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Advantages of a Florida living will

Last week’s blog examined several different types of advanced health directives that are available to the residents of Florida. This week’s blog will examine one of those documents in greater detail; the living will. Living wills can be an important component of a well thought out estate plan and can offer peace of mind to the testator.

A living will is not like a traditional will. As its name indicates, a living will is a legal document that expresses the testator’s wishes regarding all types of medical care in the event that he or she cannot express those desires themselves while they are still living. Initially, a living will was used only to specify what type of life support or lack of life support that the testator desired. But as the ability of medical science to extend life expanded, living wills began to incorporate other health care concerns as well.

A living will can express all of the health care concerns of the testator. That includes withholding medical treatment as well as what type of medical treatments to provide for the testator. These areas include the use of artificial life support systems, organ donation, tube feeding and resuscitation. The living will can be as specific as the testator wants and can identify in detail the procedures, techniques and medications that he or she wants as well as those that he or she doesn’t.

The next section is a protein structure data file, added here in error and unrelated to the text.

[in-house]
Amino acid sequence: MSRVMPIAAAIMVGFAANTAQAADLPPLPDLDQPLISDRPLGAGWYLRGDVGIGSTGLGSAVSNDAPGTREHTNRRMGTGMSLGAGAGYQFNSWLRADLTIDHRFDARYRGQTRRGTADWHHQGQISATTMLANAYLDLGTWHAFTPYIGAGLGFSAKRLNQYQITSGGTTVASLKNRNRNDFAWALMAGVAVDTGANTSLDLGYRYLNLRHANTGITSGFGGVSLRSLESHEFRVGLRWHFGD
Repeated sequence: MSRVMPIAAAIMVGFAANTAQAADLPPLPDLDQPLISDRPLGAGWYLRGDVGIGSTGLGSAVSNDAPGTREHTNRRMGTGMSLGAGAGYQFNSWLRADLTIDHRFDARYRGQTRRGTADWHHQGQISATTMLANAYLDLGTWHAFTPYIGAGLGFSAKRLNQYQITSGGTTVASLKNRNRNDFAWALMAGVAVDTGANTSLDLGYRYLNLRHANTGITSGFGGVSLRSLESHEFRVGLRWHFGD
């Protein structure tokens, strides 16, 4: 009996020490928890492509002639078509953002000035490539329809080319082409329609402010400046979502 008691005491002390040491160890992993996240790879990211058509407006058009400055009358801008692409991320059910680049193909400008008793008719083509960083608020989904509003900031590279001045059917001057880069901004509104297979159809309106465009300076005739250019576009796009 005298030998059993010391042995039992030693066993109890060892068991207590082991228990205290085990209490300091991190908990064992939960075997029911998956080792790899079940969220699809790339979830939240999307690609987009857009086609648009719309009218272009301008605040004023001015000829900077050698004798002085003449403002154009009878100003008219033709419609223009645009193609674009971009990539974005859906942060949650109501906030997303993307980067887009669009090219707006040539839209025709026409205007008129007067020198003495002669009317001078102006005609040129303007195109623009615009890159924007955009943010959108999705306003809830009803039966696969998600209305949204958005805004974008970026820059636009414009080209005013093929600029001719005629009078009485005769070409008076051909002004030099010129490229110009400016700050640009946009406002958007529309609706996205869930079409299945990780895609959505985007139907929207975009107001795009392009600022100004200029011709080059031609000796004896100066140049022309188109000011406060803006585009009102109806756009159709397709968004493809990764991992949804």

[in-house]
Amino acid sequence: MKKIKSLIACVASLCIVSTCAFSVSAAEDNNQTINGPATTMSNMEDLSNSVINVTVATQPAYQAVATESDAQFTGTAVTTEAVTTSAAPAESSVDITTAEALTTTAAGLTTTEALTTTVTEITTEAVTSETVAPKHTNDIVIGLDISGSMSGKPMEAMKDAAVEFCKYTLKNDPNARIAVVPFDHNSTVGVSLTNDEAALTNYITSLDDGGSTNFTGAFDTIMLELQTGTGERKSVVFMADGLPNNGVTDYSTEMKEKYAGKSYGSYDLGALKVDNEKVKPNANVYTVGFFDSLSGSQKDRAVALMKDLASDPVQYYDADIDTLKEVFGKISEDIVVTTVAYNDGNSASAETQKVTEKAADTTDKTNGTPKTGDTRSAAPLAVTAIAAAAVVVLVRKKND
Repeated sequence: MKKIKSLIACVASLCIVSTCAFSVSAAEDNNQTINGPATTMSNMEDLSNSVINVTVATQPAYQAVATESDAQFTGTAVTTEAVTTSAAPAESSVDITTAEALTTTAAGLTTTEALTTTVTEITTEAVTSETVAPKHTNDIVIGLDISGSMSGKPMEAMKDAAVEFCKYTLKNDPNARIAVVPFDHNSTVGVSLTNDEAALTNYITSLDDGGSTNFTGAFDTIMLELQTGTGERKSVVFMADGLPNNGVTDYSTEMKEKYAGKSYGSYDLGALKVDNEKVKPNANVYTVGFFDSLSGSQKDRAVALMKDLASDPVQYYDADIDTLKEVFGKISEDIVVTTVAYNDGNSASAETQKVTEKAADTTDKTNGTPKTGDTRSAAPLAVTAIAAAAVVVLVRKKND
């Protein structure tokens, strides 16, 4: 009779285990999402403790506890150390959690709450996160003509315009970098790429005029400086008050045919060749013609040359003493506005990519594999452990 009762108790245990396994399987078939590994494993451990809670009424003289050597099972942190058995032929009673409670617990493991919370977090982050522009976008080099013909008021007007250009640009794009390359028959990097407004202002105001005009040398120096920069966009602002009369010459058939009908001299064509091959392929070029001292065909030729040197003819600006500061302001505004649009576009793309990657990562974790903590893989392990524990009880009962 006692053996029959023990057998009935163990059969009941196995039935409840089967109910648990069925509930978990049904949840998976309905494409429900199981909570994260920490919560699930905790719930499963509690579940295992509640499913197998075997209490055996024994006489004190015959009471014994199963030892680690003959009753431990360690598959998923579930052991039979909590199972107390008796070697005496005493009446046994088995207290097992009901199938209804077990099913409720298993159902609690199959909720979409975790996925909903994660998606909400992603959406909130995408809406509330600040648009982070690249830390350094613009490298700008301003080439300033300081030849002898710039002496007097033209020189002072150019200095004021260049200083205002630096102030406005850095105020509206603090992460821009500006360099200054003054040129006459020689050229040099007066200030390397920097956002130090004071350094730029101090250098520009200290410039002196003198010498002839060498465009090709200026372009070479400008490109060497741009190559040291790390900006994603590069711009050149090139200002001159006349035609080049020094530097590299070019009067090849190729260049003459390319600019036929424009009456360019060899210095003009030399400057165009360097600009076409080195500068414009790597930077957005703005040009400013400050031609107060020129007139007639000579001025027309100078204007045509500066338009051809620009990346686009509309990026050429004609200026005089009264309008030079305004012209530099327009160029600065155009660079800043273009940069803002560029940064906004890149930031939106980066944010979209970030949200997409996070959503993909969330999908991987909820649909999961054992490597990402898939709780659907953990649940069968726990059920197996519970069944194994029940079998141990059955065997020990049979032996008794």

Because a living will goes into specific details about what medical procedures to provide and withhold, the testator should speak with his or her doctor to better understand what is involved in these methods. This will help the testator make informed treatment decisions.

A living will is one way for a testator to make sure that their health care directives are carried out if they become incapacitated. Any Florida resident who is considering including a living will as part of their estate plan may want to speak with an estate planning attorney in order to find out if this tool fits their needs.

Source:, “Living wills: introduction“, Accessed Oct. 20, 2015

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